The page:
Sherry Paul

Organization: Kids, Cameras, Conservation

Location: Namibia, Zimbabwe

Service Work: Teaching indigenous children about conservation photography

“I know from experience that when you become emotionally connected with your subject, you create a reason to care about it – whether it’s a person, a place, or an animal.”

— Sherry Paul

A New Perspective

Sherry Paul – Class #287

Cameras and photography are completely new to the African children Sherry Paul teaches, but it isn’t long until they start taking selfies.

“Some things are universal,” Sherry said.

The ITMI alumna and Mill Valley, Calif., resident founded Kids, Cameras, Conservation in Zimbabwe in 2013. The program aims to teach indigenous children about conservation photography so they can learn to appreciate and respect the value of their own environment.

During her travels in Africa, Sherry observed that most conservation photographers there are Westerners who capture wildlife shots, then sell the images back home.

“I realized very little of this money ever goes back to help Africans and I began to wonder why there were no local conservation photographers on a continent that was so resplendent in photographic opportunity,” Sherry said.

Most of the kids Sherry instructs during the week-long program are middle-school age. Through her connections with two projects – Painted Dog Conservation in Zimbabwe and the Cheetah Conservation Fund in Namibia – she’s reached about 120 kids to date during the organizations’ bush camp programs.

“I know from experience that when you become emotionally connected with your subject, you create a reason to care about it – whether it’s a person, a place, or an animal,” Sherry said. “And because of my passion for wildlife conservation, I wanted to help in any way I could to instill a love for nature in the people who will be responsible for its long-term sustainability – the African communities.”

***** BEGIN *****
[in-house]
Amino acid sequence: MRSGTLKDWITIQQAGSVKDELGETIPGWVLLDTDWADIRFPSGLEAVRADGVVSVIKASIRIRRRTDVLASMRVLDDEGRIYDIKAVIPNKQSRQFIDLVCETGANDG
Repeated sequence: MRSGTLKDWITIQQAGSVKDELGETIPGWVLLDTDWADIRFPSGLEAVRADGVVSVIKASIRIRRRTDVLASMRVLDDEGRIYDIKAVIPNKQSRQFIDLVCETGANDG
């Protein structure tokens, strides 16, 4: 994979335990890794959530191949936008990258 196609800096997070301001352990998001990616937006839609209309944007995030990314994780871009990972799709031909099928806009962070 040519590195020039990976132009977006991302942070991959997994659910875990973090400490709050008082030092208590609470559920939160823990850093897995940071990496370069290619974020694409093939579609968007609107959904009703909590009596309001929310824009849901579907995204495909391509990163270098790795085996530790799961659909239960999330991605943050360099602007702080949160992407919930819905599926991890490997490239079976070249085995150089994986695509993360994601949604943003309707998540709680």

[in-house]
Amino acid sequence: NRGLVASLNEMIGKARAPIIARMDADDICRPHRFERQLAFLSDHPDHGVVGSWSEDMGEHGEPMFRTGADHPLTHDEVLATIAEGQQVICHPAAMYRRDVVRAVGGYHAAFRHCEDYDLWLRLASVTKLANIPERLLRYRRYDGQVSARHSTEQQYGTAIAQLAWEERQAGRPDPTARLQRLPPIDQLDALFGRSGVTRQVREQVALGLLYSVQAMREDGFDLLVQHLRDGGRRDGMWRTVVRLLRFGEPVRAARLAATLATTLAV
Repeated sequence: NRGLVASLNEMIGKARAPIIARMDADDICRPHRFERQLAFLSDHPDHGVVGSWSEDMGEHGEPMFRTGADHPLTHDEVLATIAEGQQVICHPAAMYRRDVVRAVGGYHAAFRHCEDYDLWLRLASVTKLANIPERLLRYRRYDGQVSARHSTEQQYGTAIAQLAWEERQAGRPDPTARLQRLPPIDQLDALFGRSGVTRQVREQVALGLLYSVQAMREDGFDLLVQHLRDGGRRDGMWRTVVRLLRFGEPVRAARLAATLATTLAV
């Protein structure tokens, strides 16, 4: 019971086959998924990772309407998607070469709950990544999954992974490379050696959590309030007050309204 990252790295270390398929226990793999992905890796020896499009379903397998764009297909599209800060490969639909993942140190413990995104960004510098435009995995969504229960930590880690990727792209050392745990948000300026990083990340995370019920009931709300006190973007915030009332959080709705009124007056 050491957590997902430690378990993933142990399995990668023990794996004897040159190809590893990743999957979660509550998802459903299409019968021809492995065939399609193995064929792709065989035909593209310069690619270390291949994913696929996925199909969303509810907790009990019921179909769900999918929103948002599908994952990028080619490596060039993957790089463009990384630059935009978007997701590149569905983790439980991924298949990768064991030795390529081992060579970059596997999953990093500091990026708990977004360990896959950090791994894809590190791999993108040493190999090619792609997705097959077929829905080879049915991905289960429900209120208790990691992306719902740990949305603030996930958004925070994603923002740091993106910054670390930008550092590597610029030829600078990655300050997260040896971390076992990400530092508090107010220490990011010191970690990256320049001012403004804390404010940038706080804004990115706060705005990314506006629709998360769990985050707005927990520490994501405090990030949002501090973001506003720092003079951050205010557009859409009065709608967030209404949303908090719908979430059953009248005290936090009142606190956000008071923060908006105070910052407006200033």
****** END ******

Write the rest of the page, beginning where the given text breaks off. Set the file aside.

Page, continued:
A generous Painted Dog Conservation donor from California initiated an online crowd-funding campaign to raise money for 40 cameras. Support for the project from around the globe ballooned, enabling Sherry to buy twice as many for her students to use.

After editing the children’s photos, Sherry uses them to make greeting cards, which she sells back home to raise money for the program.

At the beginning of the class, the children learn the importance of conservation photography as well as basic skills – lighting, composition, and how to hold and operate the camera. After they’ve shot bugs, leaf patterns, lion prides, and landscapes, Sherry downloads and edits the images. On the last day, students get to compare their first photos to their last to see how much their work has improved. Each student’s two best images are printed so he or she can show family and friends.

“My goal is to expand the program into other countries by teaching photography to the bush camp teachers who can then instruct the children, and then find ways to sustainably fund an ongoing supply of cameras,” Sherry said. “My dream is that, one day, in about 10 years, one of the kids I’ve taught will be teaching the Kids, Cameras, Conservation class.”

Professional Affiliations


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